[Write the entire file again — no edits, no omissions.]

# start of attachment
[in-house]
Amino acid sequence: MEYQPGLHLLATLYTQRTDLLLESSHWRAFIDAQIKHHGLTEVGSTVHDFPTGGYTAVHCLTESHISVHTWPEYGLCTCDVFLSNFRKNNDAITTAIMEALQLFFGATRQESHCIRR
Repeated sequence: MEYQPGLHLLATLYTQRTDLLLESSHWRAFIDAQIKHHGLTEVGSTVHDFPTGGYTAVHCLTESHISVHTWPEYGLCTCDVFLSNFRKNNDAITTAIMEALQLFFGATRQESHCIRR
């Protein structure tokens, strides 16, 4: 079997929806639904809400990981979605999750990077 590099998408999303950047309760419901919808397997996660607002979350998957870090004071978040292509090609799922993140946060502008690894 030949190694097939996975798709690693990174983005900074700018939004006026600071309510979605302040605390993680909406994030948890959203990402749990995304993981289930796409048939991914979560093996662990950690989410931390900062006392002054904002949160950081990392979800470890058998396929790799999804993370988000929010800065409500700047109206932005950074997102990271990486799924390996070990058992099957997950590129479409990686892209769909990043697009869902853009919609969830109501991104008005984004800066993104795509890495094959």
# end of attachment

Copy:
[in-house]
Amino acid sequence: MEYQPGLHLLATLYTQRTDLLLESSHWRAFIDAQIKHHGLTEVGSTVHDFPTGGYTAVHCLTESHISVHTWPEYGLCTCDVFLSNFRKNNDAITTAIMEALQLFFGATRQESHCIRR
Repeated sequence: MEYQPGLHLLATLYTQRTDLLLESSHWRAFIDAQIKHHGLTEVGSTVHDFPTGGYTAVHCLTESHISVHTWPEYGLCTCDVFLSNFRKNNDAITTAIMEALQLFFGATRQESHCIRR
């Protein structure tokens, strides 16, 4: 079997929806639904809400990981979605999750990077 590099998408999303950047309760419901919808397997996660607002979350998957870090004071978040292509090609799922993140946060502008690894 030949190694097939996975798709690693990174983005900074700018939004006026600071309510979605302040605390993680909406994030948890959203990402749990995304993981289930796409048939991914979560093996662990950690989410931390900062006392002054904002949160950081990392979800470890058998396929790799999804993370988000929010800065409500700047109206932005950074997102990271990486799924390996070990058992099957997950590129479409990686892209769909990043697009869902853009919609969830109501991104008005984004800066993104795509890495094959």